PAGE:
Friday, March 11, 2011
Will Wisconsin recall to recall?
So here is what the Governor has going for himself with that kind of delay:
First, in our age of 24 hour news cycles and preoccupation with important things like Charlie Sheen's tiger blood and Lindsay Lohan's latest incarceration, we are going to be moving onto the next "New New Thing" many many times over the months ahead. Rachel Maddow will lose interest in the Wisconsin union-busting issue, The Ed Show will lose interest in the issue, many of the electorate upset over recent events will lose interest in the issue. (Hell, I can see myself beginning to tune back into UEFA Champions League Soccer on Fox Soccer channel again. Fox isn't all bad.) The Governor is counting on all this. It is the likely reason the union-busting part of his agenda had to be rushed through the legislature right away. So what if he threw some of the Republican senators subject to immediate recall efforts under the bus?
Second, the economy is clearly on the upswing in Wisconsin. Oshkosh Truck and Marinette Marine are scaling up big time with new huge defense contracts. The inventory bubble is behind us, banks are slowly lending again, and companies are pulling laid-off employees back into service. The savings accounts of the middle class have been ramped up enough since the Great Recession of ought eight that people will get back into buying larger ticket items, which will help create new jobs. Businesses will start seeing that they can't further increase productivity without new capital investments, and so there will be new equipment and machinery being purchased. All of this is going to make Scott Walker look like he is a promise-keeper on job creation, even though he was lucky to become governor when things were already steadily improving, and reaped the benefits of President Obama's stimulus efforts and QE1 and 2 (except that high-speed rail thingy). He and his supporters will break their arms patting themselves on their backs about the success that flowed from the budget repair effort, and balancing the budget. (Albeit that the backs of the poorest of our citizens, teachers, other public workers and parents writing tuition checks to the UW System are shouldering a heavy load; fair disclosure: my wife and I fall into this last category.) The growth in the state economy will all be portrayed as the natural product of his brilliant plans for improving Wisconsin. Incomes in the private sector will improve. The dismal results in K-12 education will not have been measured yet. Many people will buy into this meme.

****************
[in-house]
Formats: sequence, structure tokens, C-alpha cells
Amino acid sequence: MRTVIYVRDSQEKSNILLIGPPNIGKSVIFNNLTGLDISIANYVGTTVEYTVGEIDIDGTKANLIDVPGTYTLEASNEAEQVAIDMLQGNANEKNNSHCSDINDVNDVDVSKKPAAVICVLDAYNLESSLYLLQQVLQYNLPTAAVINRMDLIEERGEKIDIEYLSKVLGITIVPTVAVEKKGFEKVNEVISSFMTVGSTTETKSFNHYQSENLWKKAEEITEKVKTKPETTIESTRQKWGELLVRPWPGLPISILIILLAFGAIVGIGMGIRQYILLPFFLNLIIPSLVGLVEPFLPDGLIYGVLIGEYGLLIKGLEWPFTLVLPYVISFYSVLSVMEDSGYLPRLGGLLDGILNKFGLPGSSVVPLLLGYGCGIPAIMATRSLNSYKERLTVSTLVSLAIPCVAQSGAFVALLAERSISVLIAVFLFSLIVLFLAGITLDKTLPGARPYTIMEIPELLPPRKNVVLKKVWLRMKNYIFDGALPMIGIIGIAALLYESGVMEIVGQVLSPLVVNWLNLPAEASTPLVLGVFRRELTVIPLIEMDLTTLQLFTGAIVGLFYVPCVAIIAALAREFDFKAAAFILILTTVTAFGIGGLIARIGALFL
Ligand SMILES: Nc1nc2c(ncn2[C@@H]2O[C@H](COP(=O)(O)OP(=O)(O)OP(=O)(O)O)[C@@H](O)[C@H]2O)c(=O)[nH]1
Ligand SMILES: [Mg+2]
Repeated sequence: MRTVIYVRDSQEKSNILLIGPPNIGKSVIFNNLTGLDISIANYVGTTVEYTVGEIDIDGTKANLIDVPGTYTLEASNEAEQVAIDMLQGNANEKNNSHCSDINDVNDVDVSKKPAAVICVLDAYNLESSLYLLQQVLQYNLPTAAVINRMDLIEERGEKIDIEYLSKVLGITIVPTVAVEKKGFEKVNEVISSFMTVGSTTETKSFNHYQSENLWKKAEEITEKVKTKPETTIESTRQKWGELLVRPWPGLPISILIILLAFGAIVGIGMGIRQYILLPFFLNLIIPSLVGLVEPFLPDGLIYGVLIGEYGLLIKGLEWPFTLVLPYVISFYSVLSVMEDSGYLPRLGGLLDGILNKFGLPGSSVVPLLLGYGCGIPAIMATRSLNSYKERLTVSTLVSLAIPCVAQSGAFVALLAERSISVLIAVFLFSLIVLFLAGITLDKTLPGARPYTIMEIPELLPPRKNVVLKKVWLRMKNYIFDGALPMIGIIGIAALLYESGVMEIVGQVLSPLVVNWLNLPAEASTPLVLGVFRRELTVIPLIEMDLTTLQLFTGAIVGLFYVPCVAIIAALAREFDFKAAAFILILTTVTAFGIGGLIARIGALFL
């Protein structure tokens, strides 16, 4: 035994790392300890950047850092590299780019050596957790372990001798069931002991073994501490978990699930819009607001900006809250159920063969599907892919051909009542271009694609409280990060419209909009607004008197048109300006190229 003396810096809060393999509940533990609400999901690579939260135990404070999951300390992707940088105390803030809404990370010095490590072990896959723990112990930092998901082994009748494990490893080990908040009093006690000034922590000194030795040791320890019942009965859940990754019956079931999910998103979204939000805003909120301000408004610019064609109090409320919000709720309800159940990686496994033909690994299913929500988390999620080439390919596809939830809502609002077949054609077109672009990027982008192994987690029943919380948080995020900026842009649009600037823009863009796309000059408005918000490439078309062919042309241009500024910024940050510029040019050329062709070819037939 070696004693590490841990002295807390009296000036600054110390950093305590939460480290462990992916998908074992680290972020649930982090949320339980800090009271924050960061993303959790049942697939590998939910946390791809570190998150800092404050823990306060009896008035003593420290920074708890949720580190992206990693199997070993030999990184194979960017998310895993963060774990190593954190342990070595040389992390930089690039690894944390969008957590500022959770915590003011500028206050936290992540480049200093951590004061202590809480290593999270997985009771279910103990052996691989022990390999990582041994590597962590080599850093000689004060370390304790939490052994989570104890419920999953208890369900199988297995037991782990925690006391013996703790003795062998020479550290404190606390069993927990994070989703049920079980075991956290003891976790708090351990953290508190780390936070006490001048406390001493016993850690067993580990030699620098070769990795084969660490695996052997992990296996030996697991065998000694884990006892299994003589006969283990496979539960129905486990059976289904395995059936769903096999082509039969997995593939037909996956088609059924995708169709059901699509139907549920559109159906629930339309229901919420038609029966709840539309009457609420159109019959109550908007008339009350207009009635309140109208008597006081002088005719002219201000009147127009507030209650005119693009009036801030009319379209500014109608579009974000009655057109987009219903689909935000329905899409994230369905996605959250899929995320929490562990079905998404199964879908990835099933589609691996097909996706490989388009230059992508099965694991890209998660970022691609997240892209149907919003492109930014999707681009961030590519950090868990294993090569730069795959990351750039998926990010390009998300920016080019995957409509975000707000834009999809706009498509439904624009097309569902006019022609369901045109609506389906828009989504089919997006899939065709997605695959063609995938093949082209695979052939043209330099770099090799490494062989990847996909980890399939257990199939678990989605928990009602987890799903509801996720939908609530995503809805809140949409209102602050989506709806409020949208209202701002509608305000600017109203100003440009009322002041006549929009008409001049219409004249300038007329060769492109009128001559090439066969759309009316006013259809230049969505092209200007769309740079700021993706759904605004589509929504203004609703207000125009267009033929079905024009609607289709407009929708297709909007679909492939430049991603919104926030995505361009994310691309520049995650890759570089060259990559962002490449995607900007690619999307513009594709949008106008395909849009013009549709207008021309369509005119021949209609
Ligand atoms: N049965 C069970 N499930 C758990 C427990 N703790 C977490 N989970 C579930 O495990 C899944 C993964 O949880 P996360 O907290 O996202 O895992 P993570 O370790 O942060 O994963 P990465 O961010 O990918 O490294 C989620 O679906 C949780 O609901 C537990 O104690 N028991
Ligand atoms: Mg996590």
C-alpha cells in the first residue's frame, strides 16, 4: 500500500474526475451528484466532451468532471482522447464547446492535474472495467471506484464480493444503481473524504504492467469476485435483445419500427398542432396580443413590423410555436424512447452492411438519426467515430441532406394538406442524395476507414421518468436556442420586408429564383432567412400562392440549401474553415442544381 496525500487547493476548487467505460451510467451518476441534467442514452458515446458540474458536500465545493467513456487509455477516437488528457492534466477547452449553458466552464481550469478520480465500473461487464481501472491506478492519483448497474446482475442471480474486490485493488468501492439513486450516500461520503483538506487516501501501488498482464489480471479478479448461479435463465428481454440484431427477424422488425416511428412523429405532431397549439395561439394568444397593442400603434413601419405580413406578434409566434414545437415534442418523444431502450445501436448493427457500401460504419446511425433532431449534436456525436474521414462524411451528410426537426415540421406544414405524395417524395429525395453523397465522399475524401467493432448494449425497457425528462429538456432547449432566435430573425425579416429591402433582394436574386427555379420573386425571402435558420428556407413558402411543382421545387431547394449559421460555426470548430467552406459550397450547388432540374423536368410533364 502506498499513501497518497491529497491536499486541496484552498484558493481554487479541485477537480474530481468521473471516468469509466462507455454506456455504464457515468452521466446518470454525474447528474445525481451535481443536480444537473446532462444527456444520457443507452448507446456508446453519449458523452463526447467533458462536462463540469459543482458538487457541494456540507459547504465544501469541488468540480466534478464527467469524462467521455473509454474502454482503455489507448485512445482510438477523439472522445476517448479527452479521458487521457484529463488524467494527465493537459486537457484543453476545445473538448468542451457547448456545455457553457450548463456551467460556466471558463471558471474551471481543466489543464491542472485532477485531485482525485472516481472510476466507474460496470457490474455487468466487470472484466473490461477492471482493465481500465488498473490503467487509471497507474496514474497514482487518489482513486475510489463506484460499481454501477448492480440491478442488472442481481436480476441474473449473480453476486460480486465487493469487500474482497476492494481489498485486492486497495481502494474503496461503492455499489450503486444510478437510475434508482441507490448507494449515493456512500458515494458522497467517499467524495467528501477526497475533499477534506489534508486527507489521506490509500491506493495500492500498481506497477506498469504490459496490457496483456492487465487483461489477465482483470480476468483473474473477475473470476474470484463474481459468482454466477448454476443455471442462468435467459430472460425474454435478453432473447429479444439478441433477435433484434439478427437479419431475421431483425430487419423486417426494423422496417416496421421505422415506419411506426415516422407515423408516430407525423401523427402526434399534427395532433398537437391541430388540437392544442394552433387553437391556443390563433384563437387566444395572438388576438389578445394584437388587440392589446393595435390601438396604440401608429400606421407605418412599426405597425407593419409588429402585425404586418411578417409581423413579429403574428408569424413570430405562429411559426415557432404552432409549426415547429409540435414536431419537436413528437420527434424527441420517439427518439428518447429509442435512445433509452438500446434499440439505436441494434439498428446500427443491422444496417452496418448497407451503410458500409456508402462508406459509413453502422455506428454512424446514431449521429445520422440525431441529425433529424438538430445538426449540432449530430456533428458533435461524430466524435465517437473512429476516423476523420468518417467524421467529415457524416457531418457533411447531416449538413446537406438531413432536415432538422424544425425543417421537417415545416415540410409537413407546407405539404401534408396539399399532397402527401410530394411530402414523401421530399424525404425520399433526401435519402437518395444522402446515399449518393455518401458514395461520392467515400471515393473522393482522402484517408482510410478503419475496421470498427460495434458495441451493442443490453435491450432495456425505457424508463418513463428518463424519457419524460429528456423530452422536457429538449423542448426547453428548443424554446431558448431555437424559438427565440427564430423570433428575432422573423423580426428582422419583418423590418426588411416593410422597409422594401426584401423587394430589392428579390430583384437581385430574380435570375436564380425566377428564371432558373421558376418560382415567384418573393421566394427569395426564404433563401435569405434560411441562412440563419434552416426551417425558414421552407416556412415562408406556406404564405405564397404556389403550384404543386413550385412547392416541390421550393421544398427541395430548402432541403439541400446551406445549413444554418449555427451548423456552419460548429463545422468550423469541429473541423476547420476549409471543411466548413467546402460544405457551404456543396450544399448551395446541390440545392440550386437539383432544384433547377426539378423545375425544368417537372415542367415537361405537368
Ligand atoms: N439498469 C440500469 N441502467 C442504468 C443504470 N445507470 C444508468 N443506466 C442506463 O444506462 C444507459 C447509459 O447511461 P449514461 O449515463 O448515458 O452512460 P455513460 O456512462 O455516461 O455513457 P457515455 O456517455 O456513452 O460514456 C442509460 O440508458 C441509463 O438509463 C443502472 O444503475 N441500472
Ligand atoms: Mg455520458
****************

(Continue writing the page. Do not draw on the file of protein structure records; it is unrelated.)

Third, with Governor Walker and the Fitzgeralds having control over the purse strings, and having, in all likelihood, cut spending far deeper than future state revenues really require (given the upswing in the economy), there is going to be spare money to be handed out in the future, through new spending initiatives, to win friends and influence people, or at least anesthetize some of the now upset electorate. If a recall seems imminent, don't look for these excess revenues to be put in a rainy day fund.
Fourth, the same nice folks that helped pay for Candidate Walker's campaign in 2010 will throw their not inconsiderable financial heft into rewriting the events of February and March 2011 in a flood of anti-recall ads. Air enough of those ads and we will all start thinking back to those horrific days when out-of-state union thugs roamed the streets of Madison pushing over baby carriages and senior citizens using walkers and 22 caliber bullets found their way to various locations around the Capitol. Fox News will recirculate remarkable footage of "Cairo in the Heartland."
Fifth, the union-busting effort will have had the desired impact on the middle-class, and many people will necessarily be more preoccupied with just getting by. Perhaps the firemen and policemen, having seen how effective the Governor and Fitzgeralds were at cutting the other public workers off at their knees, will not be as inclined to ramp up their effort to help fight for recall.
Sixth, the argument will be advanced (not illogically) that recall should be reserved for only the most heinous kinds of conduct contrary to the will of the electorate, and not for merely pursuing a political agenda that the electorate brought about by an election. "Aaaa, let's just wait two and a half more years, and vote him out next time he runs," will be the thinking of many who may be incensed right now.
Seventh, it will be easy to play dirty tricks to invalidate or prevent recall petition signatures. "Oh, I signed this petition when one of your other canvassers came through our neighborhood two weeks ago."
Eighth, having accomplished his principal aim of limiting the effectiveness of public unions to fight against his party's agenda and future electoral chances, Governor Walker will be able to switch into magnanimous mode, and start making state-wide appearances again without running the risk of his ears burning quite so much.
Ninth, the weather will be cold, damp and snowy when canvassers are walking neighborhoods around the state in November and December. Unless, of course, that global warming stuff isn't the hoax the far right says it is.
Tenth, 540,000 valid signatures is a big honking number.
Down the road a bit I will talk about possible ways to overcome these problems.